Ol’ Trusty Trout Cooked in Coals

Southern Kitchen

About the recipe

When anglers think about keeping and eating fresh trout, the image of a lakeside campfire often comes to mind. Being in the woods and enjoying nature is as much a part of the experience as eating the fish. This recipe is simple and requires only a few ingredients. It’s best enjoyed with the sounds of nature in the background and the uninterrupted company of the forest. You can cook the trout directly in the coals of a campfire or in a cast-iron skillet over the coals. You can scale up the recipe using as many fresh fish as you’ve caught. This recipe comes courtesy of Line & Sight.

Serves: 2

Hands On Time: 45 minutes

Total Time: 45 minutes


1 freshly caught whole trout

Salt and freshly ground black pepper

2 tablespoons unsalted butter, plus more as needed


The first step to this meal is getting a good fire going at your campsite. Preferably you want a hot fire with a good bed of coals. The coals from a fire that has been lit for a while will provide a more consistent heat source than a burning log, making the timing and even cooking of the fish easier.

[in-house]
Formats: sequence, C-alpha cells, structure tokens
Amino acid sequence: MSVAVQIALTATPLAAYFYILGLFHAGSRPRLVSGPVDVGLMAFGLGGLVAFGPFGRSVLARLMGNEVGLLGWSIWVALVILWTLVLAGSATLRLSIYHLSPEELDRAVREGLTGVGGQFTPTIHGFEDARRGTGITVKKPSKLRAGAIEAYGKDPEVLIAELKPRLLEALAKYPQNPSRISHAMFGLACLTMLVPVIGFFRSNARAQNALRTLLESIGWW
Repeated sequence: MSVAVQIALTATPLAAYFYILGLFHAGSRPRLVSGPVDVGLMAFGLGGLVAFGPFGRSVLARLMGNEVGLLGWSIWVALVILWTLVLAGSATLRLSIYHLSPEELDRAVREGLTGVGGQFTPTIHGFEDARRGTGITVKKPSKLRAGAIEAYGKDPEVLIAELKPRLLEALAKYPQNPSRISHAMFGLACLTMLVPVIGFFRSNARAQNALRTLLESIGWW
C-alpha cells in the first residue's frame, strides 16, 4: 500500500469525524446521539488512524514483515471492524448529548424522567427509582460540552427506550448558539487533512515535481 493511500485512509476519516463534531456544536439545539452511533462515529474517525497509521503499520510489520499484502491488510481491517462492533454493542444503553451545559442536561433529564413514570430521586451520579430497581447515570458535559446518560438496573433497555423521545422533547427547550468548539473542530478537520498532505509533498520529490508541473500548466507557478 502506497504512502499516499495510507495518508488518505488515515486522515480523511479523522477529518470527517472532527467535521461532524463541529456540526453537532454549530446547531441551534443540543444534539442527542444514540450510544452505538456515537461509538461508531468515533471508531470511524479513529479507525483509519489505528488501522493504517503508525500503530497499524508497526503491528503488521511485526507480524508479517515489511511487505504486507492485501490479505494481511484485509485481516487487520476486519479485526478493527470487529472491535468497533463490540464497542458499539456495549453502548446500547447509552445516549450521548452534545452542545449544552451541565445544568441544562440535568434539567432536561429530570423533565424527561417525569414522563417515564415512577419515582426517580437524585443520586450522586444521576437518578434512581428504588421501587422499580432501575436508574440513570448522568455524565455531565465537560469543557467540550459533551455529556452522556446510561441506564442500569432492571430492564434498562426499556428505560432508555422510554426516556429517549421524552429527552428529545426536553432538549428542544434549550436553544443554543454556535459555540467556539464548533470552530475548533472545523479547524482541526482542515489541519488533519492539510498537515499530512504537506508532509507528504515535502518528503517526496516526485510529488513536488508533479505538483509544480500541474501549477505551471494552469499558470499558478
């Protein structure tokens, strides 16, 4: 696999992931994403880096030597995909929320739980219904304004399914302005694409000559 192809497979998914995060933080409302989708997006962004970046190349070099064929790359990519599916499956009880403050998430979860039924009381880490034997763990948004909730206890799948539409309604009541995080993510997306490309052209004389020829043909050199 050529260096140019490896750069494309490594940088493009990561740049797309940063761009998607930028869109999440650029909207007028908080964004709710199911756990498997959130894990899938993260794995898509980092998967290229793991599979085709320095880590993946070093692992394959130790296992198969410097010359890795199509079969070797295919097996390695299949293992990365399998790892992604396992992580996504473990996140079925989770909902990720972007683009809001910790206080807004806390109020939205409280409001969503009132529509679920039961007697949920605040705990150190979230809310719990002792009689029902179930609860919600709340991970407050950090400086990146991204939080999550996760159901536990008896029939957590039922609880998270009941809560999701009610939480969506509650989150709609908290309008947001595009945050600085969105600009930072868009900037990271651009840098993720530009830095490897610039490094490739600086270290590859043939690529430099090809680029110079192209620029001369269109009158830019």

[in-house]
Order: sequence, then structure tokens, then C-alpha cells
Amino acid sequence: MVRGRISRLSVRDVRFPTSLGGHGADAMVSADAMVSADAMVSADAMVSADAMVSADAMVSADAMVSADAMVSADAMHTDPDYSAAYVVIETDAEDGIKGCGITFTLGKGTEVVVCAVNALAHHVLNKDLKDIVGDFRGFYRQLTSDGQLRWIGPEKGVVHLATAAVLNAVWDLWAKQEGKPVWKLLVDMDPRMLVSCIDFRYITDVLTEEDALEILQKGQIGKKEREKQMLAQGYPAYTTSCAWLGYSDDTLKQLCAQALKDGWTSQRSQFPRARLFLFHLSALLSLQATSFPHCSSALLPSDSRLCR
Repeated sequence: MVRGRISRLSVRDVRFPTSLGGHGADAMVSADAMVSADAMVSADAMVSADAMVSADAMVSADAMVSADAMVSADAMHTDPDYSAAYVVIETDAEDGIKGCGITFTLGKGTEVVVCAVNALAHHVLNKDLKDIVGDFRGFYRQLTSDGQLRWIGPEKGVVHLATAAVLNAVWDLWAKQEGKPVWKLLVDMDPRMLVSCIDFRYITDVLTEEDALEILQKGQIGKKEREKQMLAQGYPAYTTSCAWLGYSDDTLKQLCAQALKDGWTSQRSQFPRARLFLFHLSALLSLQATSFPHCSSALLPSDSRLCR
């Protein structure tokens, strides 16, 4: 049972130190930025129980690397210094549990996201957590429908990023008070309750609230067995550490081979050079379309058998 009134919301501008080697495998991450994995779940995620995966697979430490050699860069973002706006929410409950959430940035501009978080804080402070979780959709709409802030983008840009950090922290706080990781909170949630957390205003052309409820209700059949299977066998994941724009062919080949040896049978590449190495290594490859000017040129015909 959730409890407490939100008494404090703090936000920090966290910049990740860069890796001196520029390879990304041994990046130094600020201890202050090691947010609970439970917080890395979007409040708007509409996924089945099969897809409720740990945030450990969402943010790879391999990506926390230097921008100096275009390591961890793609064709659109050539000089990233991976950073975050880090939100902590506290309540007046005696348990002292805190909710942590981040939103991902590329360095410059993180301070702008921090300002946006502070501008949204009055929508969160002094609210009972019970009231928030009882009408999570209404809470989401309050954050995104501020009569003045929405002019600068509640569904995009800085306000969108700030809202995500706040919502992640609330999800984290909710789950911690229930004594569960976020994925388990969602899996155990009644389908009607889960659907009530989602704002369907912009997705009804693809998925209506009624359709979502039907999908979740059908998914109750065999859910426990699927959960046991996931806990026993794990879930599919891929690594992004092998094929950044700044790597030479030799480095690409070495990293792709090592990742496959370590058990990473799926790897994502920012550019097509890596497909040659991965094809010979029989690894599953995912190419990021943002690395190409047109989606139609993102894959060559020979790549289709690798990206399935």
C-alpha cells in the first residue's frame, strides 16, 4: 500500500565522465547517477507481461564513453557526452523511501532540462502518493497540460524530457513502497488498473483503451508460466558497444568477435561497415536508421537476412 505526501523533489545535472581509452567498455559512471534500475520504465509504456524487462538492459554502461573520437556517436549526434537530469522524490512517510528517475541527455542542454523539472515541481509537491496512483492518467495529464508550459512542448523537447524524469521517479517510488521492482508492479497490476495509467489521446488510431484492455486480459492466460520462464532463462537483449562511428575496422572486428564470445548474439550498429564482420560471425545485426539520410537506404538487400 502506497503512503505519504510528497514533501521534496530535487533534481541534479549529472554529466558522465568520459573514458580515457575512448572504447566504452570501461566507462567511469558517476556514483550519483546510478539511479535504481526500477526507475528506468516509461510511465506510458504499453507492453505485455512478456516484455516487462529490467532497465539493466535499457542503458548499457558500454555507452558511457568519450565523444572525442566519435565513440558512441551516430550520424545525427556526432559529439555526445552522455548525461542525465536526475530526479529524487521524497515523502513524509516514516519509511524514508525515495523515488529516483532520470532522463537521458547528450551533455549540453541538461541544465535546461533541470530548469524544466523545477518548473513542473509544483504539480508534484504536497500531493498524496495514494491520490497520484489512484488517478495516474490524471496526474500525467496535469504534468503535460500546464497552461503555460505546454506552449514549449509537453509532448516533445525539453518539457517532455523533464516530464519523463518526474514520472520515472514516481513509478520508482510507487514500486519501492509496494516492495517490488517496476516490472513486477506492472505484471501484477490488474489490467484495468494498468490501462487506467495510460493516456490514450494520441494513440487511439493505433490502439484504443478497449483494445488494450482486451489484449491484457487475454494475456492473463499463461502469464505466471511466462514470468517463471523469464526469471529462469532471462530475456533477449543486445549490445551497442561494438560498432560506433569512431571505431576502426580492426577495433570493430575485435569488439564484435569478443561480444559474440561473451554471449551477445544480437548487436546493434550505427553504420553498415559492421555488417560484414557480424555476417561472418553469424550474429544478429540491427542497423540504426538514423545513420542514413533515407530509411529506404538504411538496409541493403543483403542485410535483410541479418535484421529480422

My preferred method is to fillet the trout so each fish creates two pieces (a left and right side). Leave the skin on it contains fat and increases the flavor. Sprinkle the fish with your desired amount of salt and pepper. I like more pepper than salt but this is completely objective to your taste buds.

Place the fish on top of a piece of tin foil with a tablespoon of butter. Tightly wrap the fish in the tin foil and place it directly in the hot coals. Cover the packet in the coals and let it cook for 7 to 10 minutes.

Allow the fish to cool for several minutes after you remove it from the coals and enjoy.

If you are cooking in a cast-iron skillet, I like to preheat the skillet by leaving it directly on the coals for 3 to 5 minutes. Then cook the fish skin down for 7 or 8 minutes. Flip the fish for 2 to 3 minutes to crisp the meat. Make sure you coat the skillet well in butter before placing the fish inside to minimize the fish sticking to the pan.